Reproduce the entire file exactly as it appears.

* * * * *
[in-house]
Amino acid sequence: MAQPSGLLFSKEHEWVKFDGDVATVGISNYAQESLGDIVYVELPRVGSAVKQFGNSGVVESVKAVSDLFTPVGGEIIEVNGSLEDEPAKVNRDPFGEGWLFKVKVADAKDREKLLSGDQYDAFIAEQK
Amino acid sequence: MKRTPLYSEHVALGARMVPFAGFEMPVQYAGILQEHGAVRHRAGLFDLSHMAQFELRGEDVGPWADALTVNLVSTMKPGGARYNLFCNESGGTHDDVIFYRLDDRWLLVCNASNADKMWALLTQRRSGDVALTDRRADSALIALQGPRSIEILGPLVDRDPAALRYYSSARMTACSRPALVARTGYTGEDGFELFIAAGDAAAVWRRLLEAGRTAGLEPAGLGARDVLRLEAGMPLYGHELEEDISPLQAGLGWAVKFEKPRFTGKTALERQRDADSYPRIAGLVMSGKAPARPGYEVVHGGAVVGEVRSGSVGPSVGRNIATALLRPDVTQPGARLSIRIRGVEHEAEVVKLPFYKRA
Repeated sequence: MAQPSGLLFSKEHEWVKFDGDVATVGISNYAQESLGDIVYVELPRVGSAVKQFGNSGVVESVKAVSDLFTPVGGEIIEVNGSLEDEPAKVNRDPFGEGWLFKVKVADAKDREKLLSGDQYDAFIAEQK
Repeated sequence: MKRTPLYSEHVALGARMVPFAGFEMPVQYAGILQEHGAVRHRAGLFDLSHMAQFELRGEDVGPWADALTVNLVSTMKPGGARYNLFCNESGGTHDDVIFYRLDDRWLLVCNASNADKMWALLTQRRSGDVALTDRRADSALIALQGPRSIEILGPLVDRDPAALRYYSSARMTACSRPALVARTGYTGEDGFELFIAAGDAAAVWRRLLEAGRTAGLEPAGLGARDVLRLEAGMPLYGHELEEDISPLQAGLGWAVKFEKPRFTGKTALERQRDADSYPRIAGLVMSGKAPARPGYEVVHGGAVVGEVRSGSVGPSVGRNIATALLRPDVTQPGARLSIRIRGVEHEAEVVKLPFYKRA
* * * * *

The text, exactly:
[in-house]
Amino acid sequence: MAQPSGLLFSKEHEWVKFDGDVATVGISNYAQESLGDIVYVELPRVGSAVKQFGNSGVVESVKAVSDLFTPVGGEIIEVNGSLEDEPAKVNRDPFGEGWLFKVKVADAKDREKLLSGDQYDAFIAEQK
Amino acid sequence: MKRTPLYSEHVALGARMVPFAGFEMPVQYAGILQEHGAVRHRAGLFDLSHMAQFELRGEDVGPWADALTVNLVSTMKPGGARYNLFCNESGGTHDDVIFYRLDDRWLLVCNASNADKMWALLTQRRSGDVALTDRRADSALIALQGPRSIEILGPLVDRDPAALRYYSSARMTACSRPALVARTGYTGEDGFELFIAAGDAAAVWRRLLEAGRTAGLEPAGLGARDVLRLEAGMPLYGHELEEDISPLQAGLGWAVKFEKPRFTGKTALERQRDADSYPRIAGLVMSGKAPARPGYEVVHGGAVVGEVRSGSVGPSVGRNIATALLRPDVTQPGARLSIRIRGVEHEAEVVKLPFYKRA
Repeated sequence: MAQPSGLLFSKEHEWVKFDGDVATVGISNYAQESLGDIVYVELPRVGSAVKQFGNSGVVESVKAVSDLFTPVGGEIIEVNGSLEDEPAKVNRDPFGEGWLFKVKVADAKDREKLLSGDQYDAFIAEQK
Repeated sequence: MKRTPLYSEHVALGARMVPFAGFEMPVQYAGILQEHGAVRHRAGLFDLSHMAQFELRGEDVGPWADALTVNLVSTMKPGGARYNLFCNESGGTHDDVIFYRLDDRWLLVCNASNADKMWALLTQRRSGDVALTDRRADSALIALQGPRSIEILGPLVDRDPAALRYYSSARMTACSRPALVARTGYTGEDGFELFIAAGDAAAVWRRLLEAGRTAGLEPAGLGARDVLRLEAGMPLYGHELEEDISPLQAGLGWAVKFEKPRFTGKTALERQRDADSYPRIAGLVMSGKAPARPGYEVVHGGAVVGEVRSGSVGPSVGRNIATALLRPDVTQPGARLSIRIRGVEHEAEVVKLPFYKRA